114 cases of Covid-19 Delta variant traced in southwest France
The cases were confirmed in the Landes this week. People are urged to get fully vaccinated as soon as possible
France is currently seeing between 50 and 150 new cases of the Delta variant confirmed everyday, which equates to 2-4% of cases Pic: Angellodeco / Shutterstock
The Delta (‘Indian’) variant of Covid-19 is spreading in southwest France, with 114 confirmed new cases and 134 suspected cases reported this week.
The new numbers were confirmed by Didier Couteaud, departmental manager at regional health agency l'Agence régionale de santé (ARS) Nouvelle-Aquitaine.
The 114 confirmed cases have been sequenced and screened, while the other 134 cases are awaiting confirmation but are probably the Delta variant, the ARS said.
During a press conference, Landes prefect Cécile Bigot-Dekeyzer said: “The health situation is improving, [but the Delta variant] is definitely present and spreading. It is starting to appear in other parts of the country [too].”
In Landes, 15 out of 18 communities are now affected, compared to just six last week, when only 30 cases had been identified. Now, “30% of cases [in Landes] are of the Delta variant”, the prefect said.
Mr Couteaud at the ARS said: “We only have partial results so far, but in 99% of cases it’s the Delta variant that is showing up. The Delta variant is increasing, but we are seeing a drop in the number of positive cases in the department. The [Delta] variant is ‘eating’ the others, so to speak.”
He said that 63% of the positive Delta cases were in people aged under 50, and 66% of those testing positive had not been vaccinated.
Two of the three patients with Covid that are currently in intensive care in the department have the Delta variant.
The “plan of action” that was put in place last week, which is based on “the three pillars of test-alert-protect”, will continue to be deployed, and the public is urged to be vaccinated as soon as possible, the prefect said.
A total of 5,000 tests are to be sent to schools in the department this week, after 6,000 were sent last week, academic authorities in Landes said.
50 % de la population des #Landes a reçu sa primo-injection contre la #COVID19 ! Merci à tout le personnel mobilisé— Préfète des Landes (@Prefecture40) June 15, 2021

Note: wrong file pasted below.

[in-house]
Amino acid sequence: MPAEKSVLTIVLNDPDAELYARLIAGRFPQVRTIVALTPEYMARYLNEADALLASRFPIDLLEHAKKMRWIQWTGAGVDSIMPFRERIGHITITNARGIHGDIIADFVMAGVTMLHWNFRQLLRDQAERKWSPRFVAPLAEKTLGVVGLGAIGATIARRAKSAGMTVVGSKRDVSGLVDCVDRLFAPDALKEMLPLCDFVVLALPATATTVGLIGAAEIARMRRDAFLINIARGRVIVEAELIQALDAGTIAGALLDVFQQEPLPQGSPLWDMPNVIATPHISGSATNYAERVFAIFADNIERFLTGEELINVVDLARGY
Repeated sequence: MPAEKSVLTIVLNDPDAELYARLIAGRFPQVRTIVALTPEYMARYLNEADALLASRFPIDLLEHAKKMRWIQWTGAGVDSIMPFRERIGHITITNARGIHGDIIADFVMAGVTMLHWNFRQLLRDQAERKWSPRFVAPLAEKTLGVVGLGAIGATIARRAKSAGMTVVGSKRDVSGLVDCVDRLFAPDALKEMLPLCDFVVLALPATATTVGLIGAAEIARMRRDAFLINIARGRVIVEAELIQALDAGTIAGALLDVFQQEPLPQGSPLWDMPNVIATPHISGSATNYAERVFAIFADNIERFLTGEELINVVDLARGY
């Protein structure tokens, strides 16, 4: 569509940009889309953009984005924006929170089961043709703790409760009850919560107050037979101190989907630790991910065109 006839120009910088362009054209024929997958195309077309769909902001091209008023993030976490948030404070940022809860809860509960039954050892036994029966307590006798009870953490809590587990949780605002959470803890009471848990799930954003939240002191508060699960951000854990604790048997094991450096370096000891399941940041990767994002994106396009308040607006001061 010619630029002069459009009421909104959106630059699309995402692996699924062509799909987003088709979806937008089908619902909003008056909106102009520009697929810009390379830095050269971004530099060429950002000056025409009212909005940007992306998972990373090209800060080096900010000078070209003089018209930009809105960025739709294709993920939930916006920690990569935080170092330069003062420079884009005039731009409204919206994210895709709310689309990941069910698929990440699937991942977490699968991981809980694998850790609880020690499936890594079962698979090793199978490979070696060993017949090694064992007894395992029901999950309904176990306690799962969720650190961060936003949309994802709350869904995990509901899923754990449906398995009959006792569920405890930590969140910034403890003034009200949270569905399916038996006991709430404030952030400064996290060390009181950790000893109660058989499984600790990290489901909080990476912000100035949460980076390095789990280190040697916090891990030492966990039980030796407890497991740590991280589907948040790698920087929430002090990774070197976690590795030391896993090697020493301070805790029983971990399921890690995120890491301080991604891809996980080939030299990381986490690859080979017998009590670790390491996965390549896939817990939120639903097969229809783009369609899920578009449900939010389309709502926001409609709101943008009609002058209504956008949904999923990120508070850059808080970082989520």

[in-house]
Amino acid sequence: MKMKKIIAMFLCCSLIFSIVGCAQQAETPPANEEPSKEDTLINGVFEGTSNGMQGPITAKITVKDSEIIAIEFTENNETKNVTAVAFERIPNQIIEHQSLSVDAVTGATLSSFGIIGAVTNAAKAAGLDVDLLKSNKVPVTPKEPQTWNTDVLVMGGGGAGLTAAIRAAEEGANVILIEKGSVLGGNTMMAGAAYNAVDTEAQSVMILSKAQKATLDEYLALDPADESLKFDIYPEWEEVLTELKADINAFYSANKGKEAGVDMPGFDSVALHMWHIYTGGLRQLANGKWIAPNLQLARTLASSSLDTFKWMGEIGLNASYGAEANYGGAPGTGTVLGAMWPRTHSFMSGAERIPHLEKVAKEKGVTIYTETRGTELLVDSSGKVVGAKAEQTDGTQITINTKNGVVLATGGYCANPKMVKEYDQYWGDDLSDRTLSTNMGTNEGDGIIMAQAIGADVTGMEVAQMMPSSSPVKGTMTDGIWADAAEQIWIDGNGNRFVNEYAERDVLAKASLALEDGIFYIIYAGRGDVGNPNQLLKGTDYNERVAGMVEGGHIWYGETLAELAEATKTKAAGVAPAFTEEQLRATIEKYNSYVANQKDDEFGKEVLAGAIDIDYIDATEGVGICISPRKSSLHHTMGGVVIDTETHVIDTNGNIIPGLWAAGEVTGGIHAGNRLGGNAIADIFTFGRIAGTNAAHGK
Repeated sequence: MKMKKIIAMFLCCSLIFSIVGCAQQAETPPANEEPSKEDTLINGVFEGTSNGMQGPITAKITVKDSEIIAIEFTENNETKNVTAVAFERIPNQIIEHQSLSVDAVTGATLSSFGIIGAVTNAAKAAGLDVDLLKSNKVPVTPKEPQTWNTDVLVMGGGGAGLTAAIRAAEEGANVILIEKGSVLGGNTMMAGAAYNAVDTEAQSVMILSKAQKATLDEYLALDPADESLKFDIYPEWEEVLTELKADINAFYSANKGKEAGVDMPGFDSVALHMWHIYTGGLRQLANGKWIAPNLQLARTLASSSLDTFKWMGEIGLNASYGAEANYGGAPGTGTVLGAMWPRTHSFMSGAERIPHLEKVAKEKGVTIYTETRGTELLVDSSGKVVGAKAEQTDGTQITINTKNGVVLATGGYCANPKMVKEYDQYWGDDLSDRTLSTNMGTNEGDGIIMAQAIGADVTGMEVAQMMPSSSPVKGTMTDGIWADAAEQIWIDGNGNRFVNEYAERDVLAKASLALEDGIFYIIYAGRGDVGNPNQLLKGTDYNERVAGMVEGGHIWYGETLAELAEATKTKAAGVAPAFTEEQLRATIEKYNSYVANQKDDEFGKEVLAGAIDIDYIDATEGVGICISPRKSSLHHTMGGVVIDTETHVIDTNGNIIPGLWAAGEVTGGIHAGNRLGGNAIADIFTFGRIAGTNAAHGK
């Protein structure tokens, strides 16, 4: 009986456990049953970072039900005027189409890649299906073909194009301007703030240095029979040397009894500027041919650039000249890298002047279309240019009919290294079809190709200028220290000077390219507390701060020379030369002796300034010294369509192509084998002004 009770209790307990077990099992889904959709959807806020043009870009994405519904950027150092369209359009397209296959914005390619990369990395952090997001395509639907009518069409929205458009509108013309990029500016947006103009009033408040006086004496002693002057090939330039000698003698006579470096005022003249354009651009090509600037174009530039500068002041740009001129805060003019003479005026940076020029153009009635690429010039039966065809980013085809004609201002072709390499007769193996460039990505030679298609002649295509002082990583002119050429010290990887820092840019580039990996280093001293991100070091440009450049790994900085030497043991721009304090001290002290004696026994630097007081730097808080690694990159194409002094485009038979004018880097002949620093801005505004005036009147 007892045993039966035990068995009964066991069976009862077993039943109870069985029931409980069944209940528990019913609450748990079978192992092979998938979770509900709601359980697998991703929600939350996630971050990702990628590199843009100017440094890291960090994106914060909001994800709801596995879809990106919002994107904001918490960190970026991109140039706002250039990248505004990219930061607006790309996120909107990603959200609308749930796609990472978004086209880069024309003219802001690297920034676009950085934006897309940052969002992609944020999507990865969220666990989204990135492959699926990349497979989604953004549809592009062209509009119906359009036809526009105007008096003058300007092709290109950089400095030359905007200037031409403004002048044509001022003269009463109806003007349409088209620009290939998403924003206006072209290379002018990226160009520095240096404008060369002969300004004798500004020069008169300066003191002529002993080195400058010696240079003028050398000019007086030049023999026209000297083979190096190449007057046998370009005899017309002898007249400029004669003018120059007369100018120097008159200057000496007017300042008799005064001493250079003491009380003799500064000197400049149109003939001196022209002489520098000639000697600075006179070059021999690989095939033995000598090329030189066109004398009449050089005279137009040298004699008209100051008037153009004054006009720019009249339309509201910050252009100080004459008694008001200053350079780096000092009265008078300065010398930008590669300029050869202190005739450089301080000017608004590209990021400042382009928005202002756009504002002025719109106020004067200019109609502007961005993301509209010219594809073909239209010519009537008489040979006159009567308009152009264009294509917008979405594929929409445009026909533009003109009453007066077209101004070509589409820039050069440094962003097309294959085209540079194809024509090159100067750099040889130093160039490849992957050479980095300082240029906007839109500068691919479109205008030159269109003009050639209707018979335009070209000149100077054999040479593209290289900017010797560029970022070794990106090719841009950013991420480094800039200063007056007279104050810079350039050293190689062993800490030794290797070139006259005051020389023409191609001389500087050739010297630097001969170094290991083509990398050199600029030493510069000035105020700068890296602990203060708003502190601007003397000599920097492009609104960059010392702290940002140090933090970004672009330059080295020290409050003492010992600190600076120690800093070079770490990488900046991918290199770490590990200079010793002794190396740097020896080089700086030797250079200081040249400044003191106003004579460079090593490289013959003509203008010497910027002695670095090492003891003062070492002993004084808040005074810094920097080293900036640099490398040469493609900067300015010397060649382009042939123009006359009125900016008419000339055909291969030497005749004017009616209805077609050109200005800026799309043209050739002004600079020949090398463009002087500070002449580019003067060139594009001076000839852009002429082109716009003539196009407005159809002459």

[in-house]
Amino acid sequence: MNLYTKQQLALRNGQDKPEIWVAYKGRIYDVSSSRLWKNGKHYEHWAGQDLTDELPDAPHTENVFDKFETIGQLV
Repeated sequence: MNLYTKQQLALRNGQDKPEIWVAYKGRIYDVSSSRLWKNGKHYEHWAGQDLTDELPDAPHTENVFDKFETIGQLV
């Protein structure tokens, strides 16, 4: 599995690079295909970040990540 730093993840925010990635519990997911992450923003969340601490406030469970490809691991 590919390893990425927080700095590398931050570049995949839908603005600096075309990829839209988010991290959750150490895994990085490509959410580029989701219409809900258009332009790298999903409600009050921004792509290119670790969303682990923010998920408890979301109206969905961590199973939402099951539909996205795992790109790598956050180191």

Mais ne relâchons pas les efforts, continuons à respecter les gestes barrières et à nous faire vacciner pic.twitter.com/PbGl71XGke
Will Delta spread in France as it has in the UK?
France is currently seeing between 50 and 150 new cases of the Delta variant confirmed everyday, which equates to 2-4% of cases, Health Minister Olivier Véran said on June 15, admitting that it was “still only a few”.
In the UK, cases are doubling each week, with more than 7,000 cases now confirmed per day. In contrast, France’s cases are dropping by 40% each week, and have just dipped below the 5,000 mark.
Yet, Mr Véran has called for “caution” in the face of growing cases in France, saying that France could be on the same trajectory as seen in the UK “a few weeks ago”.
In the UK, it took just eight weeks for the Delta variant to go from accounting for 2% of all new confirmed cases, to accounting for 90%.
As a result, the UK has pushed the total relaxation of its Covid restrictions by another four weeks, due to the spread of the variant. All restrictions had been set to be lifted on June 21.
Professor Jean-Stéphane Dhersin, epidemic modeller at research centre the CNRS, told the HuffPost: “In France, we could have ‘two epidemics’. That of the British variant, and in parallel, a small epidemic of the Delta variant, which is progressing rapidly.”
On May 25, the Delta variant was only being detected in 0.5% of tests sequenced in France; less than a month later, this is now 4-10 times more.
Professor Dhersin said: “Emerging viruses follow an exponential curve, meaning that they increase more and more quickly.”
Yet, the researcher said that France will not necessarily follow the same path as the UK.
He said: "The UK and France are two different terrains, and as we don't know exactly what Delta will benefit from, it is impossible to predict how it will behave in France.
“We don't have the same percentage of vaccinated people, we don't have the same vaccines (AstraZeneca is less used in France and favoured in the UK); we don't have the same restrictions, we don't have the same weather.”
But the health minister has said he fears that France could face the same spread.
He said: “Let us not drop our guard. Let us not give access to the Indian variant so that it causes another epidemic wave. We are sequencing much less than the UK. And as Delta is still rare [in France], our data are not very reliable.”
Overall, the consensus is that it is too early to tell for sure if France will follow the same trajectory as the UK, but the health minister is warning of caution.